EF-hand motif found in phosphoinositide phospholipase C eta 1 (PI-PLC-eta1)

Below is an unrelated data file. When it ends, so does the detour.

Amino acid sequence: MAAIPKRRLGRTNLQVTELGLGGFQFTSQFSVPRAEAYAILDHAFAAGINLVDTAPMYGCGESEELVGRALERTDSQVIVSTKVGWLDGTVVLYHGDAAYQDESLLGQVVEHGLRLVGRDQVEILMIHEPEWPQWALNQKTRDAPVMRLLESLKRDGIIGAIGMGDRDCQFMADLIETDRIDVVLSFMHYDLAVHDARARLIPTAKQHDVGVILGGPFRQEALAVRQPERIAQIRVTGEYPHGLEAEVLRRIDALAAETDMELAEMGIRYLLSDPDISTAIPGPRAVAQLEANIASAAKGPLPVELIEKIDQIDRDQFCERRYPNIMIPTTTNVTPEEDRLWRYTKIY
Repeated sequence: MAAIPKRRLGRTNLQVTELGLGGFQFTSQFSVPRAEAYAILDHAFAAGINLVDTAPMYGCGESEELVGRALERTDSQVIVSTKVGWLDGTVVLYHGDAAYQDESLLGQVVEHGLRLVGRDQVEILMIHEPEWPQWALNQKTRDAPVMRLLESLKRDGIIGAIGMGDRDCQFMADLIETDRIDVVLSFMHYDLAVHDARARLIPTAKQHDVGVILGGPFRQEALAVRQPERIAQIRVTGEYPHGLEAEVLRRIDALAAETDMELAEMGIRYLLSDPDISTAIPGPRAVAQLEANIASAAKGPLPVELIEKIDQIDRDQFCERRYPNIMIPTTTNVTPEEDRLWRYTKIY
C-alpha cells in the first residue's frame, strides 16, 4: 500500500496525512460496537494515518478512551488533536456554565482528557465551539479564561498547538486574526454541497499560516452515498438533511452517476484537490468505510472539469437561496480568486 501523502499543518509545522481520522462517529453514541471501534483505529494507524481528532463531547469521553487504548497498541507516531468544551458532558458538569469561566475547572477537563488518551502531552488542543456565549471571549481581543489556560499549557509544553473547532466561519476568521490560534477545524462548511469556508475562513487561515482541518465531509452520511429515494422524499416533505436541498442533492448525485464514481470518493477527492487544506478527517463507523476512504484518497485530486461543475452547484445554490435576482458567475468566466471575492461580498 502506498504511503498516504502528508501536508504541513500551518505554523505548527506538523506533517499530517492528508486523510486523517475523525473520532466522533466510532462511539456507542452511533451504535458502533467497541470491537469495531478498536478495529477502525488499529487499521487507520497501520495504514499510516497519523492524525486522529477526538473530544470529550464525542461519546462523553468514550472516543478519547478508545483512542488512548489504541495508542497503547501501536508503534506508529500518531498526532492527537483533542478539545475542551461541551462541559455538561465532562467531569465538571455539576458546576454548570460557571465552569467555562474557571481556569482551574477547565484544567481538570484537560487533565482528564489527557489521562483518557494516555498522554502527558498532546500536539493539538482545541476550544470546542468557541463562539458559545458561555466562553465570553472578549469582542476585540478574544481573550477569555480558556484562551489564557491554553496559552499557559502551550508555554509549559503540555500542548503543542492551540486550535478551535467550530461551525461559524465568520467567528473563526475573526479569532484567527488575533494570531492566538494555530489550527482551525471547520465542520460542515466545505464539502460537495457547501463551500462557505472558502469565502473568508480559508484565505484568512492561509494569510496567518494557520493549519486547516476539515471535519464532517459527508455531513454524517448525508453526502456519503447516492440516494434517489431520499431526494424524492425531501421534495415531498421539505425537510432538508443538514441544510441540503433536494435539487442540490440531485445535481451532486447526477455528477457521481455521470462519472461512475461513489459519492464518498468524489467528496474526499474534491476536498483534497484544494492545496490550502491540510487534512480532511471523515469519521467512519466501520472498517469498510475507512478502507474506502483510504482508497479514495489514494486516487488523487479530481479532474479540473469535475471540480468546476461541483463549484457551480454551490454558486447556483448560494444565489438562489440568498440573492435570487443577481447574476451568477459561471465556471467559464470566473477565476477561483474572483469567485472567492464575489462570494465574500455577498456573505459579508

PI-PLC-eta1, also termed 1-phosphatidylinositol 4,5-bisphosphate phosphodiesterase eta-1, or phospholipase C-eta-1 (PLC-eta-1), or phospholipase C-like protein 3 (PLC-L3), is a neuron-specific PI-PLC that is most abundant in the brain, particularly in the hippocampus, habenula, olfactory bulb, cerebellum, and throughout the cerebral cortex. It is also expressed in the zona incerta and in the spinal cord. PI-PLC-eta1 may perform a fundamental role in the brain. It may also act in synergy with other PLC subtypes. For instance, it is activated via intracellular Ca2+ mobilization and then plays a role in the amplification of GPCR (G-protein-coupled receptor)-mediated PLC-beta signals. In addition, its activity can be stimulated by ionomycin. PI-PLC-eta1 contains an N-terminal pleckstrin homology (PH) domain, four atypical EF-hand motifs, a PLC catalytic core domain, a C2 domain, and a unique C-terminal tail that terminates with a PDZ-binding motif, a potential interaction site for other signaling proteins. The PLC catalytic core domain is a TIM barrel with two highly conserved regions (X and Y) split by a highly degenerate linker sequence. The C-terminal tail harbors a number of proline-rich motifs which may interact with SH3 (Src homology 3) domain-containing proteins, as well as many serine/threonine residues, suggesting possible regulation of interactions by protein kinases/phosphatases.